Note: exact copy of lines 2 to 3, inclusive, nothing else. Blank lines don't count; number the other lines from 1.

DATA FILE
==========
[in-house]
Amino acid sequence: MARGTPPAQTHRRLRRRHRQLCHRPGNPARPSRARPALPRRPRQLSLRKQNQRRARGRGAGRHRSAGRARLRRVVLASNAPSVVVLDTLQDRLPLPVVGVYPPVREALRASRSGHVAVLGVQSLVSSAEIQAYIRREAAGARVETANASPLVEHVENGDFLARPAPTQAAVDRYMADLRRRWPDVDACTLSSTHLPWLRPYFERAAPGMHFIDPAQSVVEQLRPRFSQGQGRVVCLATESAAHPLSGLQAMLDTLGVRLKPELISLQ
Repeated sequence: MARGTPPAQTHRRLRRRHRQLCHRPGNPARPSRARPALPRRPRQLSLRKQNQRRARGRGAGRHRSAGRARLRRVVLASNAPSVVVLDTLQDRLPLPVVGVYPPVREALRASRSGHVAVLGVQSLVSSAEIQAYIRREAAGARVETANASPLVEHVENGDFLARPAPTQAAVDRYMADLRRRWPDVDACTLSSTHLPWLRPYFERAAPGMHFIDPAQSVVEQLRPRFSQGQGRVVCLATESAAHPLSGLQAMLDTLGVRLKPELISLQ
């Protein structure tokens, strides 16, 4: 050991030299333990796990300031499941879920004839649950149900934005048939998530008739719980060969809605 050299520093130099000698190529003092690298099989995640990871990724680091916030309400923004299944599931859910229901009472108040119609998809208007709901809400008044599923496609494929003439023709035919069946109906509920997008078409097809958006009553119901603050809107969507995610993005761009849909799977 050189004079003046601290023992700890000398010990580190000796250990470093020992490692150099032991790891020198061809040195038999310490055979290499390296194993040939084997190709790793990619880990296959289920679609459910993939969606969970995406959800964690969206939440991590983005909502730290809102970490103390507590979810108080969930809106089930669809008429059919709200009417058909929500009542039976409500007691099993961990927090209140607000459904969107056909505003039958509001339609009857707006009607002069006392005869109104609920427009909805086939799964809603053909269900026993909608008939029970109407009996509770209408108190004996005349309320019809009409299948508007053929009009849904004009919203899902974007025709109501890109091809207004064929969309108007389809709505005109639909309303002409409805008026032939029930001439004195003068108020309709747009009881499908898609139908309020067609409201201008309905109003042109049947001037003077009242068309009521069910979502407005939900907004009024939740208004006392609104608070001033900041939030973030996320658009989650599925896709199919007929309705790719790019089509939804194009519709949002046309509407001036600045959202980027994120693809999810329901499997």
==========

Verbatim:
Amino acid sequence: MARGTPPAQTHRRLRRRHRQLCHRPGNPARPSRARPALPRRPRQLSLRKQNQRRARGRGAGRHRSAGRARLRRVVLASNAPSVVVLDTLQDRLPLPVVGVYPPVREALRASRSGHVAVLGVQSLVSSAEIQAYIRREAAGARVETANASPLVEHVENGDFLARPAPTQAAVDRYMADLRRRWPDVDACTLSSTHLPWLRPYFERAAPGMHFIDPAQSVVEQLRPRFSQGQGRVVCLATESAAHPLSGLQAMLDTLGVRLKPELISLQ
Repeated sequence: MARGTPPAQTHRRLRRRHRQLCHRPGNPARPSRARPALPRRPRQLSLRKQNQRRARGRGAGRHRSAGRARLRRVVLASNAPSVVVLDTLQDRLPLPVVGVYPPVREALRASRSGHVAVLGVQSLVSSAEIQAYIRREAAGARVETANASPLVEHVENGDFLARPAPTQAAVDRYMADLRRRWPDVDACTLSSTHLPWLRPYFERAAPGMHFIDPAQSVVEQLRPRFSQGQGRVVCLATESAAHPLSGLQAMLDTLGVRLKPELISLQ